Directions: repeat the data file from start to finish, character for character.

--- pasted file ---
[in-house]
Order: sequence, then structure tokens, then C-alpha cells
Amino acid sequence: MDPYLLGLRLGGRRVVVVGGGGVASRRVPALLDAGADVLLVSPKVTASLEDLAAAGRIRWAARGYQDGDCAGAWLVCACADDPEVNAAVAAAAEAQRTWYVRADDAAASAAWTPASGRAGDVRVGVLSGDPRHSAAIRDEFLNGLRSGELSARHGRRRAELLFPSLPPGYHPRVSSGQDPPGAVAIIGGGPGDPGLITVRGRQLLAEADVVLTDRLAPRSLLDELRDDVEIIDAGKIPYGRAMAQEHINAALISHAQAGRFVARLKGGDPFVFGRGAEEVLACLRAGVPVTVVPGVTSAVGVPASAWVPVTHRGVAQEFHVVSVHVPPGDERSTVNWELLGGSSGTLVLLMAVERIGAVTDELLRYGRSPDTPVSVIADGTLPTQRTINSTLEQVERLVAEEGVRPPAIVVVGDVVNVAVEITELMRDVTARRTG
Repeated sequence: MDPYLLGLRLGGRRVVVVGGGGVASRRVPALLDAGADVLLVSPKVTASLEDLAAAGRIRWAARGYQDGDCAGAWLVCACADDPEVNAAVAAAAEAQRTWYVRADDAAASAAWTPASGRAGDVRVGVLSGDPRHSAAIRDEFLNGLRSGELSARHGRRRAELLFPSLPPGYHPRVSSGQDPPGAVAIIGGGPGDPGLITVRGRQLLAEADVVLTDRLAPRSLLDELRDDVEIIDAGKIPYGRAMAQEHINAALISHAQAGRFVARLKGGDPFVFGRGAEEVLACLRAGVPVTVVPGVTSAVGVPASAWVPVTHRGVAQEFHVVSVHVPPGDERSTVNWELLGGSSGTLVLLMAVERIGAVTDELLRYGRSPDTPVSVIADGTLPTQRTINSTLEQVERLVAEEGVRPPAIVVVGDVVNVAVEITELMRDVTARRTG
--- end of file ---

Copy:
[in-house]
Order: sequence, then structure tokens, then C-alpha cells
Amino acid sequence: MDPYLLGLRLGGRRVVVVGGGGVASRRVPALLDAGADVLLVSPKVTASLEDLAAAGRIRWAARGYQDGDCAGAWLVCACADDPEVNAAVAAAAEAQRTWYVRADDAAASAAWTPASGRAGDVRVGVLSGDPRHSAAIRDEFLNGLRSGELSARHGRRRAELLFPSLPPGYHPRVSSGQDPPGAVAIIGGGPGDPGLITVRGRQLLAEADVVLTDRLAPRSLLDELRDDVEIIDAGKIPYGRAMAQEHINAALISHAQAGRFVARLKGGDPFVFGRGAEEVLACLRAGVPVTVVPGVTSAVGVPASAWVPVTHRGVAQEFHVVSVHVPPGDERSTVNWELLGGSSGTLVLLMAVERIGAVTDELLRYGRSPDTPVSVIADGTLPTQRTINSTLEQVERLVAEEGVRPPAIVVVGDVVNVAVEITELMRDVTARRTG
Repeated sequence: MDPYLLGLRLGGRRVVVVGGGGVASRRVPALLDAGADVLLVSPKVTASLEDLAAAGRIRWAARGYQDGDCAGAWLVCACADDPEVNAAVAAAAEAQRTWYVRADDAAASAAWTPASGRAGDVRVGVLSGDPRHSAAIRDEFLNGLRSGELSARHGRRRAELLFPSLPPGYHPRVSSGQDPPGAVAIIGGGPGDPGLITVRGRQLLAEADVVLTDRLAPRSLLDELRDDVEIIDAGKIPYGRAMAQEHINAALISHAQAGRFVARLKGGDPFVFGRGAEEVLACLRAGVPVTVVPGVTSAVGVPASAWVPVTHRGVAQEFHVVSVHVPPGDERSTVNWELLGGSSGTLVLLMAVERIGAVTDELLRYGRSPDTPVSVIADGTLPTQRTINSTLEQVERLVAEEGVRPPAIVVVGDVVNVAVEITELMRDVTARRTG